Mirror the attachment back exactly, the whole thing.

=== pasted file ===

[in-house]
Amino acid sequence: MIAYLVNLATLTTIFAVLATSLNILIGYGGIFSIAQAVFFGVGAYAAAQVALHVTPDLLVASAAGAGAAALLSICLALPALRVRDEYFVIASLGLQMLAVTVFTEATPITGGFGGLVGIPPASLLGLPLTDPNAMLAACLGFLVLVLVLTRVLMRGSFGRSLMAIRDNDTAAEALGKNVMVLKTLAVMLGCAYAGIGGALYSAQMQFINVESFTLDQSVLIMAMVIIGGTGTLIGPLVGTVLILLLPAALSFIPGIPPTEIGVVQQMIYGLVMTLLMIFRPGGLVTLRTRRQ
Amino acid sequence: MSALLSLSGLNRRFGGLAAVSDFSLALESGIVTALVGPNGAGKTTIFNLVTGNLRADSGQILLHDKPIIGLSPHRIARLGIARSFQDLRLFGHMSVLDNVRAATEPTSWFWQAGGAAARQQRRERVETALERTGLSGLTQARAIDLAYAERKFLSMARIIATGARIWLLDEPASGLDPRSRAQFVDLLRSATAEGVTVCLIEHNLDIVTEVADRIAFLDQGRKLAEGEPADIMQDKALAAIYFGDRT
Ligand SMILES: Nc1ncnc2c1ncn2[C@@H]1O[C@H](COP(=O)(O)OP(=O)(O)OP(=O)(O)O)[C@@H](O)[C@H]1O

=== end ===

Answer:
[in-house]
Amino acid sequence: MIAYLVNLATLTTIFAVLATSLNILIGYGGIFSIAQAVFFGVGAYAAAQVALHVTPDLLVASAAGAGAAALLSICLALPALRVRDEYFVIASLGLQMLAVTVFTEATPITGGFGGLVGIPPASLLGLPLTDPNAMLAACLGFLVLVLVLTRVLMRGSFGRSLMAIRDNDTAAEALGKNVMVLKTLAVMLGCAYAGIGGALYSAQMQFINVESFTLDQSVLIMAMVIIGGTGTLIGPLVGTVLILLLPAALSFIPGIPPTEIGVVQQMIYGLVMTLLMIFRPGGLVTLRTRRQ
Amino acid sequence: MSALLSLSGLNRRFGGLAAVSDFSLALESGIVTALVGPNGAGKTTIFNLVTGNLRADSGQILLHDKPIIGLSPHRIARLGIARSFQDLRLFGHMSVLDNVRAATEPTSWFWQAGGAAARQQRRERVETALERTGLSGLTQARAIDLAYAERKFLSMARIIATGARIWLLDEPASGLDPRSRAQFVDLLRSATAEGVTVCLIEHNLDIVTEVADRIAFLDQGRKLAEGEPADIMQDKALAAIYFGDRT
Ligand SMILES: Nc1ncnc2c1ncn2[C@@H]1O[C@H](COP(=O)(O)OP(=O)(O)OP(=O)(O)O)[C@@H](O)[C@H]1O